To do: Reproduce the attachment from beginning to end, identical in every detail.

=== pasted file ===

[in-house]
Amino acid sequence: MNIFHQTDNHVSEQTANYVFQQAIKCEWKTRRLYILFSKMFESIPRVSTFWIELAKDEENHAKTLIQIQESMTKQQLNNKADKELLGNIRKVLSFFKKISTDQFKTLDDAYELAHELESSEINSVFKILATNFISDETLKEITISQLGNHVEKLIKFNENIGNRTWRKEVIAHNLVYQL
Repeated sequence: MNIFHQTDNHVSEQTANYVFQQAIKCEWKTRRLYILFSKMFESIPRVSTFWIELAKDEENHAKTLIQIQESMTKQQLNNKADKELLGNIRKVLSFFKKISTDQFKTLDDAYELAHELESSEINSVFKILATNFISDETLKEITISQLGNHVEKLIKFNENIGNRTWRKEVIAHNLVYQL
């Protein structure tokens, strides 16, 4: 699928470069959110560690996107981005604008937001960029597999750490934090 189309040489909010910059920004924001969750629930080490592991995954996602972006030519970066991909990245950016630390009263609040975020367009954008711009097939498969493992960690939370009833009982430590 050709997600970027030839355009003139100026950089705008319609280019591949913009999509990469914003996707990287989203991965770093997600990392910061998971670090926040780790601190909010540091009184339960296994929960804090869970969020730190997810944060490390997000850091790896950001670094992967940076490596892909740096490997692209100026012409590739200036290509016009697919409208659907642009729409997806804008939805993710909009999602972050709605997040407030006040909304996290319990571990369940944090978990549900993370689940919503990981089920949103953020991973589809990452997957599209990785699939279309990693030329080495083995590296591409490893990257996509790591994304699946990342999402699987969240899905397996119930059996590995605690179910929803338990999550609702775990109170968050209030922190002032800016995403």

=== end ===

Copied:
[in-house]
Amino acid sequence: MNIFHQTDNHVSEQTANYVFQQAIKCEWKTRRLYILFSKMFESIPRVSTFWIELAKDEENHAKTLIQIQESMTKQQLNNKADKELLGNIRKVLSFFKKISTDQFKTLDDAYELAHELESSEINSVFKILATNFISDETLKEITISQLGNHVEKLIKFNENIGNRTWRKEVIAHNLVYQL
Repeated sequence: MNIFHQTDNHVSEQTANYVFQQAIKCEWKTRRLYILFSKMFESIPRVSTFWIELAKDEENHAKTLIQIQESMTKQQLNNKADKELLGNIRKVLSFFKKISTDQFKTLDDAYELAHELESSEINSVFKILATNFISDETLKEITISQLGNHVEKLIKFNENIGNRTWRKEVIAHNLVYQL
């Protein structure tokens, strides 16, 4: 699928470069959110560690996107981005604008937001960029597999750490934090 189309040489909010910059920004924001969750629930080490592991995954996602972006030519970066991909990245950016630390009263609040975020367009954008711009097939498969493992960690939370009833009982430590 050709997600970027030839355009003139100026950089705008319609280019591949913009999509990469914003996707990287989203991965770093997600990392910061998971670090926040780790601190909010540091009184339960296994929960804090869970969020730190997810944060490390997000850091790896950001670094992967940076490596892909740096490997692209100026012409590739200036290509016009697919409208659907642009729409997806804008939805993710909009999602972050709605997040407030006040909304996290319990571990369940944090978990549900993370689940919503990981089920949103953020991973589809990452997957599209990785699939279309990693030329080495083995590296591409490893990257996509790591994304699946990342999402699987969240899905397996119930059996590995605690179910929803338990999550609702775990109170968050209030922190002032800016995403």